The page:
As partisan polarization has increased, split-ticket voting has declined precipitously

The decline in a measure of split-ticket voting. Explanation below.

Last month, Steve Singiser noted the paucity of congressional seats won by a presidential candidate of one party but held by a member of the opposite party following the elections of 2014 in his post, “Is split-ticket voting dying?” As Steve relates, the consequences of this change are more detrimental to Democrats than Republicans, especially in state legislatures.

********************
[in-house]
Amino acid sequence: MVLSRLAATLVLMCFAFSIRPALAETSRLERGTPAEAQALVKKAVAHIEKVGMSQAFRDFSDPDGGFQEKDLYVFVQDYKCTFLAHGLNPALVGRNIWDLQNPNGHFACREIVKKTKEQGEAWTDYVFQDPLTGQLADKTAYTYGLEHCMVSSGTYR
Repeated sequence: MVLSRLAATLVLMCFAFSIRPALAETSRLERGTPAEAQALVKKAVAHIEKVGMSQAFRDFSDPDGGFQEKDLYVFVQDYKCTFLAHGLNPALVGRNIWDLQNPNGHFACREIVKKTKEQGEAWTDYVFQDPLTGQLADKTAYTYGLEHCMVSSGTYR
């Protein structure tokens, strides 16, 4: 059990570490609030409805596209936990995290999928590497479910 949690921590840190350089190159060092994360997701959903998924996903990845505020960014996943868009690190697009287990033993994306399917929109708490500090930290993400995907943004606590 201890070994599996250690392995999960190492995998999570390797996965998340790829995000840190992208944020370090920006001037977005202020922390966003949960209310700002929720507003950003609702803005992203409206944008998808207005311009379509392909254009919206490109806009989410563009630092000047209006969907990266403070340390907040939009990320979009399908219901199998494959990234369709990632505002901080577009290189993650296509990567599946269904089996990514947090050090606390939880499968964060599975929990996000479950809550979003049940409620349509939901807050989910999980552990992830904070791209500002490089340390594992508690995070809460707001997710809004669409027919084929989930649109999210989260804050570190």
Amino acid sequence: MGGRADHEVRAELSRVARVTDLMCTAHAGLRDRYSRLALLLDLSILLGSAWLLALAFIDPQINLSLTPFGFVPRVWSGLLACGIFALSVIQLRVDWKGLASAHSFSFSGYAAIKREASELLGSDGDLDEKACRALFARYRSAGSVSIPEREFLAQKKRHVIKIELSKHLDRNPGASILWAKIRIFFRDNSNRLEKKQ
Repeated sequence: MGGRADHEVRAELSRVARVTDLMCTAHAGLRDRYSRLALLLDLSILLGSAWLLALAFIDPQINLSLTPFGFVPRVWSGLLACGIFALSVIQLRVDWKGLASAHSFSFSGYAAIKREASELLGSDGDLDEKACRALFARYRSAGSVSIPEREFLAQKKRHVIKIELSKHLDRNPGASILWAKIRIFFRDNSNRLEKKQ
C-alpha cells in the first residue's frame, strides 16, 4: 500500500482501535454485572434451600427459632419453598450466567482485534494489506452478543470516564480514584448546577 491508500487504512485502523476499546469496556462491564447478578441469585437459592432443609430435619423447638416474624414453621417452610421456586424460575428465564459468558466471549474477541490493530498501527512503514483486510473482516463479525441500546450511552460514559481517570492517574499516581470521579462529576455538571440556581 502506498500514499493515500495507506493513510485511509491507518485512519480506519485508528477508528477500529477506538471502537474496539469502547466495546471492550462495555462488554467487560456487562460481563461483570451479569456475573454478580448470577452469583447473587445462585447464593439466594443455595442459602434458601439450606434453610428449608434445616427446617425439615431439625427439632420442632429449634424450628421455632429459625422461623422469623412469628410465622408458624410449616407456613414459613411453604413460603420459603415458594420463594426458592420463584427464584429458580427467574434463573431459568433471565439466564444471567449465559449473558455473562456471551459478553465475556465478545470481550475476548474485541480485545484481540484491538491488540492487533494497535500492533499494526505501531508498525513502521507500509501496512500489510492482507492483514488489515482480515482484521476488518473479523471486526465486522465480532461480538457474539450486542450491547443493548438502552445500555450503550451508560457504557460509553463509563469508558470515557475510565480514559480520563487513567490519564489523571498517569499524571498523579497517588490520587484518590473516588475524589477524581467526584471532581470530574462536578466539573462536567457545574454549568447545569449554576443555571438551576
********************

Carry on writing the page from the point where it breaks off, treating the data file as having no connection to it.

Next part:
In the graph above, we can see this decline in split-ticket voting for US Representatives clearly plotted. In 2000, a Republican running for the House received a vote share that was nearly nine points off (median) from what George Bush had in that same district; by 2012, that number had fallen to a little more than three points off from the vote share of Mitt Romney.

Join me below the fold to see graphs of these results.  

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